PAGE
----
By virtue of the fact that the cans for which the present invention is primarily intended have reflective surfaces internally and externally, it will follow that the external walls of each can will serve as reflectors for directing light to all portions of adjacent cans, and the internal surfaces will cause light to be reflected and re-reflected where it penetrates the wall of any can so that the light will impinge upon one or more photosensitive devices to indicate the occurrence of a pin hole.

Where a vacuum pump is used to produce the holddown effect, as indicated in the drawings, upon the application of a vacuum to the interior of the casing, cans in registry with the openings 54 will be drawn into tight engagement with the belt so as to preclude the leakage of light.

The spacing of the openings 54 is important since it has been found that where the cans are spaced from one another by a distance of from two-tenths to eight-tenths of the can diameter, the impingement of light on the entire external surfaces of the cans will be optimum, thereby reducing the chances of missing a pin hole.

Whereas only one form of the invention has been depicted in the accompanying drawings, variations within the scope of the appended claims will suggest themselves to those skilled in the art.

We claim:

1. Inspection apparatus for cans having reflecting internal walls and open at one end, comprising a casing, an endless opaque conveyor belt containing openings for registration with and of less diameter than the open ends of cans to be inspected, means for driving said belt, a source of light adjacent said belt for illuminating external surfaces of said cans and penetrating any opening in said surfaces, photosensitive means adjacent said belt for sensing any light from said source penetrating said surface and passing through said open ends and belt openings, means for producing light-tight engagement between said cans and belt, means shielding said photosensitive means against ambient light and against direct light from said source, and means responsive to said photosensitive means for discriminating between light-tight cans and cans whose surfaces are penetrated by light from said source.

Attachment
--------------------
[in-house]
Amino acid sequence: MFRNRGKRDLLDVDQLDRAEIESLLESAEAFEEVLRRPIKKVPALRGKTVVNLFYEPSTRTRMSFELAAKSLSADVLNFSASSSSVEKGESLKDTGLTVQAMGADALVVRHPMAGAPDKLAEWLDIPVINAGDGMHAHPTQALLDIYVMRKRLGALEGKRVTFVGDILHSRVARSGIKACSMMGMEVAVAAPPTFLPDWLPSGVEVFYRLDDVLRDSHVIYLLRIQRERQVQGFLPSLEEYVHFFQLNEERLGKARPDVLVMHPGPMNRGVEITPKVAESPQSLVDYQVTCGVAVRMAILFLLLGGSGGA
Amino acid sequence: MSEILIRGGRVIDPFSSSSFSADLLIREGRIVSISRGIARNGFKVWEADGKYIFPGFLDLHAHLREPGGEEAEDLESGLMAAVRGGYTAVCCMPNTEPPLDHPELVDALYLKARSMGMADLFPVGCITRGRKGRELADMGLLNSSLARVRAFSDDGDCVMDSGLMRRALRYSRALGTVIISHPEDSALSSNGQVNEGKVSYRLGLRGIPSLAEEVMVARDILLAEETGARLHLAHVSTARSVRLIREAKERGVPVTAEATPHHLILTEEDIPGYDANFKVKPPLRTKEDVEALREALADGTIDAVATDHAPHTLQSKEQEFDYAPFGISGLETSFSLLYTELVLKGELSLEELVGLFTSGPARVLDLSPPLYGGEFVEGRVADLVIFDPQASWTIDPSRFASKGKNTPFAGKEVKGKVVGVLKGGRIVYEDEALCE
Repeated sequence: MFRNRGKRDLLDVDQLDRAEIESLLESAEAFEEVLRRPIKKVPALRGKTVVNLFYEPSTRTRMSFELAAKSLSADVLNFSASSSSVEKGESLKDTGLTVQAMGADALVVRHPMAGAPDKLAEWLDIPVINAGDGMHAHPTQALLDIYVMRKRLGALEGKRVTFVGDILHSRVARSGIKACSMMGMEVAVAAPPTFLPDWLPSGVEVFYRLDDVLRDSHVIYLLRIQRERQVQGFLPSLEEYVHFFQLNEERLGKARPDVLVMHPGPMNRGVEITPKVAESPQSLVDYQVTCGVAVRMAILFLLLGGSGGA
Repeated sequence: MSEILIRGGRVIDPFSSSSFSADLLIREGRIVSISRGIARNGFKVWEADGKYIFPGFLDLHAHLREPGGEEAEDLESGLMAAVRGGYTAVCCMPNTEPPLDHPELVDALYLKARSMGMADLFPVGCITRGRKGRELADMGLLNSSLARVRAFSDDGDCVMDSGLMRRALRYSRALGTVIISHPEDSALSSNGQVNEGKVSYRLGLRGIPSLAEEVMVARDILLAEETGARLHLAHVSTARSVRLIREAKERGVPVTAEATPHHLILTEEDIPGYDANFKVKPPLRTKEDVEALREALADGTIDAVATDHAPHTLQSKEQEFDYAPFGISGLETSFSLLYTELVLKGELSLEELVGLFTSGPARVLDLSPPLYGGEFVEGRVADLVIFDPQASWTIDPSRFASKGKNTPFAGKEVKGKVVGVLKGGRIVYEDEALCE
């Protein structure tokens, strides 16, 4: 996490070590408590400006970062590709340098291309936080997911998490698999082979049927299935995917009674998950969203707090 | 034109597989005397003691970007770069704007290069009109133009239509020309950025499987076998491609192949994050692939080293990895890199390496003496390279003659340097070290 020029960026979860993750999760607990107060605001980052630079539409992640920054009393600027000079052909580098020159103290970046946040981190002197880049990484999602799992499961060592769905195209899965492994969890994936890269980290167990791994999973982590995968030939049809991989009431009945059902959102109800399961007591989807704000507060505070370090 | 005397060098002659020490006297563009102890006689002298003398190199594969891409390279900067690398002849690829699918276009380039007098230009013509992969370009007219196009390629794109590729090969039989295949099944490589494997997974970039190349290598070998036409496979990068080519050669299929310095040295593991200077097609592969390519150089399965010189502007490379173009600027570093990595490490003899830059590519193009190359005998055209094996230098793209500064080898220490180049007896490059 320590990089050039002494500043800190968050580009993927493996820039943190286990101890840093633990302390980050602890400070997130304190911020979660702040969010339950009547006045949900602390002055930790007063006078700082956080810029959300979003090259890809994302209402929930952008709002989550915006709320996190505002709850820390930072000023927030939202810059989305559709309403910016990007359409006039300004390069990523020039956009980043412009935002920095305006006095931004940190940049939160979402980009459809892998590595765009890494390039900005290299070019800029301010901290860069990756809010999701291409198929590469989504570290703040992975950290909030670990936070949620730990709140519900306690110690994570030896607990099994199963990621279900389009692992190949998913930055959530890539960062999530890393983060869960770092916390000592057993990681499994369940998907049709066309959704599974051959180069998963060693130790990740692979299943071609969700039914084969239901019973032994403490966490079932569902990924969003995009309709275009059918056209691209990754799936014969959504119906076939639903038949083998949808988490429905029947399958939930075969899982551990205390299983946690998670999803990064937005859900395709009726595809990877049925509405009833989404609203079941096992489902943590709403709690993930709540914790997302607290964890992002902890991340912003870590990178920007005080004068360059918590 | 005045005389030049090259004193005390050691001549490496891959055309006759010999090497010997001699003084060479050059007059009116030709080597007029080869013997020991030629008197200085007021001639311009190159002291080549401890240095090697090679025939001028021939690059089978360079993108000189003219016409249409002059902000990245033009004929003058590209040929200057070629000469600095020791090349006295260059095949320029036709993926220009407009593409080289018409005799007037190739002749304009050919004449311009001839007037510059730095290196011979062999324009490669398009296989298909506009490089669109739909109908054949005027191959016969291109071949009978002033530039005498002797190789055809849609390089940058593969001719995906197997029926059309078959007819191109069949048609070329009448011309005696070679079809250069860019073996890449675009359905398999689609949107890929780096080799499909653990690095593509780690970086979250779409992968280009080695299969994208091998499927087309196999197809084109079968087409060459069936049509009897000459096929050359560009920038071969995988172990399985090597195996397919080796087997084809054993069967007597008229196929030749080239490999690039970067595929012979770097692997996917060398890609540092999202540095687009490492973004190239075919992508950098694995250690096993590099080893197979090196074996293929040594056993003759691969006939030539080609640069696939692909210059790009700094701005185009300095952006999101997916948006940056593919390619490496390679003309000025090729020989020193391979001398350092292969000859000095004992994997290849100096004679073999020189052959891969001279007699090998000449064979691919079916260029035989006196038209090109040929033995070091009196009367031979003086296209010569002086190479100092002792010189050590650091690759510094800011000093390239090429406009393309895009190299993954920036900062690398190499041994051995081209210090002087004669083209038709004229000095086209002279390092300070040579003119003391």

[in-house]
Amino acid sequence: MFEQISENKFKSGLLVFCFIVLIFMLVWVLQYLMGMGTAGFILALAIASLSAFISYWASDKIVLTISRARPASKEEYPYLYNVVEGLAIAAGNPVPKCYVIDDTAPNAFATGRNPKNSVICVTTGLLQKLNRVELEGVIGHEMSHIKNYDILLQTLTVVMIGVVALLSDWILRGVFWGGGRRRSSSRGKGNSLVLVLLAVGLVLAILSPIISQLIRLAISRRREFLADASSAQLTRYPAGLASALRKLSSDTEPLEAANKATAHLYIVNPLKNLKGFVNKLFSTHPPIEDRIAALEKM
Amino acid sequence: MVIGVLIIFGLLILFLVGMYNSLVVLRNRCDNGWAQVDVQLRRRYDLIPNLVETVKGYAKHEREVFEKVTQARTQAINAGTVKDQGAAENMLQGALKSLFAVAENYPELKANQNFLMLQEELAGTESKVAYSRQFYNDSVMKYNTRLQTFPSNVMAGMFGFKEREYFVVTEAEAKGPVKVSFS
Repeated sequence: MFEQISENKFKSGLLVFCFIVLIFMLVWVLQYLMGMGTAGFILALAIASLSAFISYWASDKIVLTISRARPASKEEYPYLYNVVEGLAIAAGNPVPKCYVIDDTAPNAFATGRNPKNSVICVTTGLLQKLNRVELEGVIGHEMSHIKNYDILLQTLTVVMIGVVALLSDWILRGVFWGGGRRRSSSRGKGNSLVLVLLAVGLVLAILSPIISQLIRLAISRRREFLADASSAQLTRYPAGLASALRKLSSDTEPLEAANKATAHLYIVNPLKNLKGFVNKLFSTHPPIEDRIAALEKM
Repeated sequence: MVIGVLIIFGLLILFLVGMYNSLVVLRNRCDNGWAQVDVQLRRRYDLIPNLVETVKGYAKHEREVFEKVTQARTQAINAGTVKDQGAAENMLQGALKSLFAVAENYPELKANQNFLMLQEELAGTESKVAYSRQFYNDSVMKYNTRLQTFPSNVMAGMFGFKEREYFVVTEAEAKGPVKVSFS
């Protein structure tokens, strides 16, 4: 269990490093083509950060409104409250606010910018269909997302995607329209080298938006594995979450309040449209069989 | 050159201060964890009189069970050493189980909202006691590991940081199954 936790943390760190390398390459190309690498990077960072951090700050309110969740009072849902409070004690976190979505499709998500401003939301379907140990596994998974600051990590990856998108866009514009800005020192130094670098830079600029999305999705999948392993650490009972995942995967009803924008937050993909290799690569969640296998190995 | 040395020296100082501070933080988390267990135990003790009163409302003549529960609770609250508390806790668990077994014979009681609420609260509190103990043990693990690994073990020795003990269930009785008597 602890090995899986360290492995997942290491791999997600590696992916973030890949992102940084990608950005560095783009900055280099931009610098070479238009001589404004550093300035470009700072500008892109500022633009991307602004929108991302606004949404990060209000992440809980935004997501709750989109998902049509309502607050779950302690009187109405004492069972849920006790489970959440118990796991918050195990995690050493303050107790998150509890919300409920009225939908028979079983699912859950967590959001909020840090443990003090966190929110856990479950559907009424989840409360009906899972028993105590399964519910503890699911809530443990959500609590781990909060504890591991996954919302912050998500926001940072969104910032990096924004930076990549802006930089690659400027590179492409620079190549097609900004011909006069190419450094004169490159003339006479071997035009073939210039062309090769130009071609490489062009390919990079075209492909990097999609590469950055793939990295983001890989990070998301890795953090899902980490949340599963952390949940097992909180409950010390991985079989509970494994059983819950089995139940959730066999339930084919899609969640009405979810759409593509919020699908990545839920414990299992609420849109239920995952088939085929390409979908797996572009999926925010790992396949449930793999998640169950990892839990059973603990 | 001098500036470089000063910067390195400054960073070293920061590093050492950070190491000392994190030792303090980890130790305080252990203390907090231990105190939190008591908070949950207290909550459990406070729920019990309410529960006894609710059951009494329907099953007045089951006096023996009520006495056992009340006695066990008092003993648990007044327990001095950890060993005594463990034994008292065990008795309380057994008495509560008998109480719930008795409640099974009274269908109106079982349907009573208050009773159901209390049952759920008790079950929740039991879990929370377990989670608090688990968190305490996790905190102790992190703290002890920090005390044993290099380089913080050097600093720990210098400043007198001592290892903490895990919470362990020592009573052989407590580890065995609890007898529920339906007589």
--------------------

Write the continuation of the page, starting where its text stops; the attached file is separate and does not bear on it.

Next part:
2. Inspection apparatus according to claim 1 wherein said means for producing light-tight engagement between said cans and belt includes a source of subatmospheric pressure.

3. Inspection apparatus according to claim 1 including a voltage source for energizing said light source, means for modulating light produced by said light source, and band-pass filter means having a band-pass frequency corresponding to the modulated frequency of the light source in an output circuit supplied by said photosensitive means.

4. Inspection apparatus according to claim 1 wherein said light source produces predominantly ultraviolet light.